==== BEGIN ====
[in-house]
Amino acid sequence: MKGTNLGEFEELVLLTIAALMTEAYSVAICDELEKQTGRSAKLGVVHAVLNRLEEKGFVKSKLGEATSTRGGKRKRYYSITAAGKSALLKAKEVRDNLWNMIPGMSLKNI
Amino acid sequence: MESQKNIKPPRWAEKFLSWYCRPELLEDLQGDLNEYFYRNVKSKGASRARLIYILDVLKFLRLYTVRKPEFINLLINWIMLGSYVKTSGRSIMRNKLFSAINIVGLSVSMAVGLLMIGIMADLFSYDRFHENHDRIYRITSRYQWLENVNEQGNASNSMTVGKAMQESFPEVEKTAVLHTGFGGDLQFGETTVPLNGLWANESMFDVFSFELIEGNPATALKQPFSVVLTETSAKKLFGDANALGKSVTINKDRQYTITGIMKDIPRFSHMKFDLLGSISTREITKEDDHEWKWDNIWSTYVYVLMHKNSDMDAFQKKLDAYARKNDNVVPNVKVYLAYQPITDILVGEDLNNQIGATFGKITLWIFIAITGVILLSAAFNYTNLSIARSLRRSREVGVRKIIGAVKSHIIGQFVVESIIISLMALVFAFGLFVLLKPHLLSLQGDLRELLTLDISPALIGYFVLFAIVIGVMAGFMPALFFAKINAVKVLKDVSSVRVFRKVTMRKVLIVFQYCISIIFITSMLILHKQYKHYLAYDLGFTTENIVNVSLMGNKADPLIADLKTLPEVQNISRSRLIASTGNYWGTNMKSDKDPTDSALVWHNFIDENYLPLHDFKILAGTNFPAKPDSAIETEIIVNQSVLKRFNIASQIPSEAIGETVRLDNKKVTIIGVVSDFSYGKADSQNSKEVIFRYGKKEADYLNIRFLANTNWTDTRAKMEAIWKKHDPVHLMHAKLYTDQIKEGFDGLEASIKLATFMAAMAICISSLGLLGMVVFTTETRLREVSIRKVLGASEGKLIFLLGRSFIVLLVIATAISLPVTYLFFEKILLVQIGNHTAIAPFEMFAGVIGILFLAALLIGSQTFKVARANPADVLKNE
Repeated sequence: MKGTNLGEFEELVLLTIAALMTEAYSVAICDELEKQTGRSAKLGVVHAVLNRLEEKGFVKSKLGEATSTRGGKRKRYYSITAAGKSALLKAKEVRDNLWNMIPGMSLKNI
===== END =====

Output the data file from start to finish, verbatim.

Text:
[in-house]
Amino acid sequence: MKGTNLGEFEELVLLTIAALMTEAYSVAICDELEKQTGRSAKLGVVHAVLNRLEEKGFVKSKLGEATSTRGGKRKRYYSITAAGKSALLKAKEVRDNLWNMIPGMSLKNI
Amino acid sequence: MESQKNIKPPRWAEKFLSWYCRPELLEDLQGDLNEYFYRNVKSKGASRARLIYILDVLKFLRLYTVRKPEFINLLINWIMLGSYVKTSGRSIMRNKLFSAINIVGLSVSMAVGLLMIGIMADLFSYDRFHENHDRIYRITSRYQWLENVNEQGNASNSMTVGKAMQESFPEVEKTAVLHTGFGGDLQFGETTVPLNGLWANESMFDVFSFELIEGNPATALKQPFSVVLTETSAKKLFGDANALGKSVTINKDRQYTITGIMKDIPRFSHMKFDLLGSISTREITKEDDHEWKWDNIWSTYVYVLMHKNSDMDAFQKKLDAYARKNDNVVPNVKVYLAYQPITDILVGEDLNNQIGATFGKITLWIFIAITGVILLSAAFNYTNLSIARSLRRSREVGVRKIIGAVKSHIIGQFVVESIIISLMALVFAFGLFVLLKPHLLSLQGDLRELLTLDISPALIGYFVLFAIVIGVMAGFMPALFFAKINAVKVLKDVSSVRVFRKVTMRKVLIVFQYCISIIFITSMLILHKQYKHYLAYDLGFTTENIVNVSLMGNKADPLIADLKTLPEVQNISRSRLIASTGNYWGTNMKSDKDPTDSALVWHNFIDENYLPLHDFKILAGTNFPAKPDSAIETEIIVNQSVLKRFNIASQIPSEAIGETVRLDNKKVTIIGVVSDFSYGKADSQNSKEVIFRYGKKEADYLNIRFLANTNWTDTRAKMEAIWKKHDPVHLMHAKLYTDQIKEGFDGLEASIKLATFMAAMAICISSLGLLGMVVFTTETRLREVSIRKVLGASEGKLIFLLGRSFIVLLVIATAISLPVTYLFFEKILLVQIGNHTAIAPFEMFAGVIGILFLAALLIGSQTFKVARANPADVLKNE
Repeated sequence: MKGTNLGEFEELVLLTIAALMTEAYSVAICDELEKQTGRSAKLGVVHAVLNRLEEKGFVKSKLGEATSTRGGKRKRYYSITAAGKSALLKAKEVRDNLWNMIPGMSLKNI